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Bitumen fireballs wreck tank car transition scheme

Written by David Thomas, Canadian Contributing Editor

The second eruption of fireballs near the northern Ontario village of Gogama March 7 adds a third category of crude to the list of culprits in the recent spate of oil train explosions. “Synbit” now joins “dilbit” and untreated Bakken crude oil among the commodities proven to ignite and explode upon derailment and breaching of even the newest tank cars.

Dilbit is bitumen diluted with one or more lighter petroleum products, typically natural-gas condensates (NGC) such as refined naptha. According to the Alberta Oil Sands Bitumen Valuation Methodology, “Dilbit Blends” refers to “blends made from heavy crudes and/or bitumens and a diluent, NGC, for the purpose of meeting pipeline viscosity and density specifications, where the density of the diluent is less than 800 kg/cubic meter. If the diluent density is greater than or equal to 800 kg/cubic meter, the diluent is typically synthetic crude oil (SCO), and the blend is called synbit.” Due to an insufficient quantity of NGC in Alberta, bitumen shippers use refined naptha and SCO as a diluent. Dilbit is bitumen diluted 20% to 30% with liquid petroleum gases, usually naptha. Synbit is partially refined bitumen, with sulfur, carbon, and nitrogen removed and hydrogen added. Though neither dilbit nor synbit occurs naturally, both are routinely classified as crude oil for transport.

It is time for regulators to reconsider whether these highly volatile products are really hazmat Class 3 crude oil. In chemistry and volatility, they are more like the Class 2 explosive liquified gases that are banned from non-pressure, general purpose tank cars of the DOT-111, CPC-1232, and (future) DOT-117 variety.

Before CN’s first Gogama wreck Feb. 14, there was a widespread and comforting belief among railroaders, regulators and, yes, even railroad reporters, that tar sands bitumen was much safer for transport by rail than light or conventional crude oils. In fact, the package of oil train reforms now under final study by the White House predicates the ordered phase-out of DOT-111 cars on their deployment to Alberta bitumen service, as newer cars become available for Bakken crude.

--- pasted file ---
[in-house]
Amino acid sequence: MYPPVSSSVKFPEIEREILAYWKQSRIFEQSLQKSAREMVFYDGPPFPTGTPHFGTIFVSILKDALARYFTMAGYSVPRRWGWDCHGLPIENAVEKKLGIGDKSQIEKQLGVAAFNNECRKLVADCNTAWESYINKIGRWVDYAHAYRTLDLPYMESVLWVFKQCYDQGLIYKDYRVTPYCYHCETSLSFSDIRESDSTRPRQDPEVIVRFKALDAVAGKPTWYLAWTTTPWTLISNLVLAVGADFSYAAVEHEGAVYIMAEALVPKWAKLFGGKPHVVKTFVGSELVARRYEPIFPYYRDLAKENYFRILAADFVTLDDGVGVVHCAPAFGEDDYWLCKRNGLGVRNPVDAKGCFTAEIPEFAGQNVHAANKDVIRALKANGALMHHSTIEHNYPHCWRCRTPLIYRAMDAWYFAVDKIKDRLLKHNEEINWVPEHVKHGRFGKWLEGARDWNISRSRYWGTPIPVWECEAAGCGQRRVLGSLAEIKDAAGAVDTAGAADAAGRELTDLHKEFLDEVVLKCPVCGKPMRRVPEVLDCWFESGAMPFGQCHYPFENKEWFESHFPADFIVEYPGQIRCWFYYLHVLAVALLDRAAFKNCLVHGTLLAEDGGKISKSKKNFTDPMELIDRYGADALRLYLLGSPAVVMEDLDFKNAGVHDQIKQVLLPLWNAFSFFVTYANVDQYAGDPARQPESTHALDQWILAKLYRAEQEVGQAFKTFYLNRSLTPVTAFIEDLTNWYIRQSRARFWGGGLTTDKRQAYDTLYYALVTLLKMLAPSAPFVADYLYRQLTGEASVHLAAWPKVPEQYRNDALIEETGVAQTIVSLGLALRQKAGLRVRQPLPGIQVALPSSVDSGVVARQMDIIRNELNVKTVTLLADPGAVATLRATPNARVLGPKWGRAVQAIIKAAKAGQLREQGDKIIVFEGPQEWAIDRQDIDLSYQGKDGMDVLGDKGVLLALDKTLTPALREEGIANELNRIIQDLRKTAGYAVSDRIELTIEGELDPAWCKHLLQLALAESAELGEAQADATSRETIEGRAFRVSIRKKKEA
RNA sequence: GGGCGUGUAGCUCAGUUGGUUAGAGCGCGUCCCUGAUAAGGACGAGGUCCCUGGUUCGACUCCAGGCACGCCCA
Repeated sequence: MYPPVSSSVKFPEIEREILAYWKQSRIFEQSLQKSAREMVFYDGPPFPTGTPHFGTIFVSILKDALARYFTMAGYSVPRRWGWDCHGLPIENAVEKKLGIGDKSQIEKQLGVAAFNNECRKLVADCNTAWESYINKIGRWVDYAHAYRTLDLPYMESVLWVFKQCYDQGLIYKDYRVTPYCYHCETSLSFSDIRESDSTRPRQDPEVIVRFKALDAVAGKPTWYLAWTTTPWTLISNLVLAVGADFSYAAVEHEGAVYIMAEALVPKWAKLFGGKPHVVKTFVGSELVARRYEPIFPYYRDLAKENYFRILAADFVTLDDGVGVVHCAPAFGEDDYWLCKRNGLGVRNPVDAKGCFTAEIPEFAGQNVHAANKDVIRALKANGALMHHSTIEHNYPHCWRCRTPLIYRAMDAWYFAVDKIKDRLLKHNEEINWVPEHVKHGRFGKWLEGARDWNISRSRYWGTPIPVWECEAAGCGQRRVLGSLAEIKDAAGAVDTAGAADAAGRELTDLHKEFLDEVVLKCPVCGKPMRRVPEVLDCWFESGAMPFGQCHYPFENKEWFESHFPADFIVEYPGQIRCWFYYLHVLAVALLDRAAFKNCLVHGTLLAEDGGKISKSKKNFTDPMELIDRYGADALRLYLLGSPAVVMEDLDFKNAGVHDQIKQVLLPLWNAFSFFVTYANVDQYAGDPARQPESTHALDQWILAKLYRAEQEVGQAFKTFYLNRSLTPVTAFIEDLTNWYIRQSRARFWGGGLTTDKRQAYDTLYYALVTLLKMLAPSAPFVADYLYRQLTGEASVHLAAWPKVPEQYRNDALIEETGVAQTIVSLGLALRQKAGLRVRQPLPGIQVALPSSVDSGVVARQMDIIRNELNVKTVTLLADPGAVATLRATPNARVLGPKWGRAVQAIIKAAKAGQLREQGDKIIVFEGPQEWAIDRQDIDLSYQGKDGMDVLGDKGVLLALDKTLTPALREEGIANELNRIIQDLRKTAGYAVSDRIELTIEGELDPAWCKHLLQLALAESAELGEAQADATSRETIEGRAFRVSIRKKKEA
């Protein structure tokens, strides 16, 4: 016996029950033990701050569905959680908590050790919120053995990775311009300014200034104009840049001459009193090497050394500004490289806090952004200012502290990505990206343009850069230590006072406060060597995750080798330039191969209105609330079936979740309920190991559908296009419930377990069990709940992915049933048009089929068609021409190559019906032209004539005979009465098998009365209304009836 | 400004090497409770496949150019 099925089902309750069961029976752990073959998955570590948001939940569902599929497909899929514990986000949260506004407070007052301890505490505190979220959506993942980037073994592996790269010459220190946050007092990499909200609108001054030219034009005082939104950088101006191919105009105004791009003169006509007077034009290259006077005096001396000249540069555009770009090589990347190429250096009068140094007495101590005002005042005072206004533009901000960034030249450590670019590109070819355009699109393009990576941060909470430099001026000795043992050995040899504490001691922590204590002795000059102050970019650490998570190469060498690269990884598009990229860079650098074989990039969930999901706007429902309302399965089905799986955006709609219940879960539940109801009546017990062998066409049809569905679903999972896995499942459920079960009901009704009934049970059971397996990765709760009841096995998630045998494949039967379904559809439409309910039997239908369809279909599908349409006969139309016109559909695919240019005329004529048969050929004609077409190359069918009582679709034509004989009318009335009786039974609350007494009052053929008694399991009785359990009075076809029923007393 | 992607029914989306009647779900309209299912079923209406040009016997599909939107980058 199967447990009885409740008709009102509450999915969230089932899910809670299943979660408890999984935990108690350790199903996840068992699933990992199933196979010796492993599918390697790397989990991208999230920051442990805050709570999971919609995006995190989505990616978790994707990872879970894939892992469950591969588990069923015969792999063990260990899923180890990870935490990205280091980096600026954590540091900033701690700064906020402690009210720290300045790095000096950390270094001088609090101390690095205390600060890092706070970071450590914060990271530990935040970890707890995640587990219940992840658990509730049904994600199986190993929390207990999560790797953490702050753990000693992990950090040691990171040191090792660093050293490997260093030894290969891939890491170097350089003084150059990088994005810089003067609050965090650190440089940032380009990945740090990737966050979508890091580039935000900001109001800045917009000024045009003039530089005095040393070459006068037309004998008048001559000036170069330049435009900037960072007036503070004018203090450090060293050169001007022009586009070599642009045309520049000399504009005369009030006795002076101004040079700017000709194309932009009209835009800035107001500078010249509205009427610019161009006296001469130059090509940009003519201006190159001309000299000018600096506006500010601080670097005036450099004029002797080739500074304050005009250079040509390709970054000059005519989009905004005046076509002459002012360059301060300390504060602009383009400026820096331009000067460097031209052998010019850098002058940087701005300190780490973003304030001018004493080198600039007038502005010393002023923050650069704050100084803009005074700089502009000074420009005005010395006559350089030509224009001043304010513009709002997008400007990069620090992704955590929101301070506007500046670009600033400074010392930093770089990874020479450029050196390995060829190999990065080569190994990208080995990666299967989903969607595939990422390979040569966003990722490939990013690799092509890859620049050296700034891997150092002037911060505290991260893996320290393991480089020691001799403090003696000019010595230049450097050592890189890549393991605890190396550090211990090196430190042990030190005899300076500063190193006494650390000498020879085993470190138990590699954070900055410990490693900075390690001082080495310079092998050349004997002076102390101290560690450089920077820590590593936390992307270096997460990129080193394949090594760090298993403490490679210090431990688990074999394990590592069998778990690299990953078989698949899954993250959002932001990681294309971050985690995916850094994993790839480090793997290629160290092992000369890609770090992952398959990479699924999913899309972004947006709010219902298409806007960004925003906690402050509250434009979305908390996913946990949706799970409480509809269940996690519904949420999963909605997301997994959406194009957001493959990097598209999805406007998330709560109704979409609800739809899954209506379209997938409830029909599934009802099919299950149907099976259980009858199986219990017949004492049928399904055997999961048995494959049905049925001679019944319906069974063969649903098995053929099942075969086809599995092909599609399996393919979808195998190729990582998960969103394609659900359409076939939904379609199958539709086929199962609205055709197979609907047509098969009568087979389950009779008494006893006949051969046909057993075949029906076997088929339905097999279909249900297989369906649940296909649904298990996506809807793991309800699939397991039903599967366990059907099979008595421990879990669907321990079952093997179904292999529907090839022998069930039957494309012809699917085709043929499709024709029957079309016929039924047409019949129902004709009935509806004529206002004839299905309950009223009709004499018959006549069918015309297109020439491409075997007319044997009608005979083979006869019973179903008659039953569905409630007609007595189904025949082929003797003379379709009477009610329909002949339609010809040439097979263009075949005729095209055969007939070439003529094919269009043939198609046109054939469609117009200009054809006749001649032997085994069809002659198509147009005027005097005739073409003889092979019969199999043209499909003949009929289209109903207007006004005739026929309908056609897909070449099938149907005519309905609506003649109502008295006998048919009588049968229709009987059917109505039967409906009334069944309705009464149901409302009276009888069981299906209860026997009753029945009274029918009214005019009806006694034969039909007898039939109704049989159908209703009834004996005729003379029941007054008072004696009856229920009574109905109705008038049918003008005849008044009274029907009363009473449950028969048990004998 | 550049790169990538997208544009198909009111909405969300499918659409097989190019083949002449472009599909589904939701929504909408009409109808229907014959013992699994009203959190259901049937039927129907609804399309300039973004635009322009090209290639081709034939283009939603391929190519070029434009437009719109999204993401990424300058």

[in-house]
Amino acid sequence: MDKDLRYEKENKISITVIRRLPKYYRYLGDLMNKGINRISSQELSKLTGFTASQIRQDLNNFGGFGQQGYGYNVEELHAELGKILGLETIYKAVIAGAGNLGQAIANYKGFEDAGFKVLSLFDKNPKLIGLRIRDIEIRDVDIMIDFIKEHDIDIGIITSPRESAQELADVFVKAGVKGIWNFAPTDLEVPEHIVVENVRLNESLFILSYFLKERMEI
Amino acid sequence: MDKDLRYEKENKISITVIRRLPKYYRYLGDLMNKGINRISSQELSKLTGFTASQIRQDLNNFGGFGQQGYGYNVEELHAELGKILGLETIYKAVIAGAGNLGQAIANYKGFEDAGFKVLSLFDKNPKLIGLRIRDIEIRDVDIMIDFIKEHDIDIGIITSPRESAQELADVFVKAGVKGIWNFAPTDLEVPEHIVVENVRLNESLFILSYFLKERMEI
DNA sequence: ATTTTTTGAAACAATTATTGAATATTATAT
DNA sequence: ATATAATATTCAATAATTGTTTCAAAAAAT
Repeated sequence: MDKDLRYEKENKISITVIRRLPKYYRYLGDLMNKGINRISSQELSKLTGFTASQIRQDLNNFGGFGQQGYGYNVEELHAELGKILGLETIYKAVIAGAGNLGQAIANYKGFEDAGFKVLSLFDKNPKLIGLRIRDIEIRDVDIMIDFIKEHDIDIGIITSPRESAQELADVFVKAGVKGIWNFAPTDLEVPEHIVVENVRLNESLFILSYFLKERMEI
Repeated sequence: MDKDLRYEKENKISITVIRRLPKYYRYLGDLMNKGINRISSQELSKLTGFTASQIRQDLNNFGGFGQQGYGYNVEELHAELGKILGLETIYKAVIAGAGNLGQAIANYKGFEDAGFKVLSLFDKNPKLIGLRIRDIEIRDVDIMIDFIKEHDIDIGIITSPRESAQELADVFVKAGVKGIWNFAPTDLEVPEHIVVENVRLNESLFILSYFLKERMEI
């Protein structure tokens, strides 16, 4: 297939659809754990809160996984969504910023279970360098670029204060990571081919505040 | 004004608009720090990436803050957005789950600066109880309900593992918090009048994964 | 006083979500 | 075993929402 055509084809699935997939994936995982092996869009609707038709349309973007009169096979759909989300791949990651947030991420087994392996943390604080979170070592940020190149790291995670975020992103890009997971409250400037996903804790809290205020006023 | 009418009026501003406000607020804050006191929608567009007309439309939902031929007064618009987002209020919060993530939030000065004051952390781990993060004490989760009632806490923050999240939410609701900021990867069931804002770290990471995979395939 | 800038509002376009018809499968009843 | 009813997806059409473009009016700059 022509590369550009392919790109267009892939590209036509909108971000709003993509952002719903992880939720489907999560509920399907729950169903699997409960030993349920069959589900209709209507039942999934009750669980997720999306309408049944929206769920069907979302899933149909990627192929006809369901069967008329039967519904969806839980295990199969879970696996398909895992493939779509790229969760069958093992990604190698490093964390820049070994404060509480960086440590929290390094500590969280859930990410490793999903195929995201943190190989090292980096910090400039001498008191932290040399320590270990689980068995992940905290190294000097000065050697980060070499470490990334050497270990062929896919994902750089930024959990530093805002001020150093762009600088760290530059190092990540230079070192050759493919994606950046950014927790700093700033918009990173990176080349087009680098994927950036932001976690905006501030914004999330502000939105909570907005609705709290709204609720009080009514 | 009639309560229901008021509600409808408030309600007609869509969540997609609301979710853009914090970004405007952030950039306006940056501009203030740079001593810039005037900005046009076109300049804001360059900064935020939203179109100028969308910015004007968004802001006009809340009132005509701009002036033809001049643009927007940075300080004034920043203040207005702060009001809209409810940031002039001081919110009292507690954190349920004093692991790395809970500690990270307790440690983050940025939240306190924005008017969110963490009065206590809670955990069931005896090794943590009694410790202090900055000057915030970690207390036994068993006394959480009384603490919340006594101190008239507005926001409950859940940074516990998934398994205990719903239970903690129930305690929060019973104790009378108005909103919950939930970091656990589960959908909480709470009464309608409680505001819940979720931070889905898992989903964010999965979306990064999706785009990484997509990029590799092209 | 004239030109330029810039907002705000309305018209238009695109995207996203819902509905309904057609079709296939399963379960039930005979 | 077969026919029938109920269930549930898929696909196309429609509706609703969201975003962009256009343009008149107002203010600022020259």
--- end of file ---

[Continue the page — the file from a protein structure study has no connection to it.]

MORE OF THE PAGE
We now know, thanks to Gogama 1 and Gogama 2, that neither dilbit nor synbit, the synthetically diluted variant of tar sands oil, are safer than untreated Bakken crude. Consequently, the strategy for renewal of the tank car fleet is based upon an entirely erroneous premise. The whole schedule must be recalculated, based on the evidence that bitumen, diluted for transportation, is simply not an ordinary crude oil fit for carriage in general-purpose tank cars.

Let’s hope that someone in the White House Office of Management and Budget asks the Pipeline and Hazardous Materials Safety Administration (PHMSA) why it did not assess the risks of dilbit and synbit before submitting its timeline for tank car transition. It is unquestionably an astonishing regulatory failure by the nation’s highest authority for the classification and handling of hazardous materials.

The entire strategy underlying the proposed oil train reforms is now simply nullified by facts on the ground. The problem of exploding oil trains cannot be fixed by an extra eighth-inch of steel. The lading is exploding, not the cars.

If Reuters news is right that President Obama himself ordered PHMSA to back off from requiring the treatment of crude oil before transportation, what looks on the surface like an inexplicable bureaucratic failure may prove to be an even bigger case of ill-advised interference in the regulatory process. The country deserves an explanation.

The error could become scandalous should the White House approve the current proposals for the perverse assignment of DOT-111 cars to tar sands service. An entirely fresh start on oil train safety is required, based on the knowledge that the cargo, not the cars, is the explosive factor.

Bakken oil could be treated to remove dissolved explosive gases before loading into tank cars (just as it is for transport by pipeline in North Dakota and for tank car loading in Texas). Bitumen is another matter. It can be steam-heated for loading, and then again upon arrival for unloading. This requires tank cars equipped with internal steam coils—not anticipated in PHMSA’s proposed regulatory package for DOT-117 tank cars.

If the President maintains his opposition to the Keystone XL pipeline, proposed to move tar sands bitumen (and some Bakken crude) to the Gulf Coast, then he must act with equal decisiveness to ensure that it is safe for transport by rail down the Mississipi Valley. That is clearly not the case at present.

SAVE THE DATE for Railway Age’s second annual Crude By Rail Conference this September. Click here for details.

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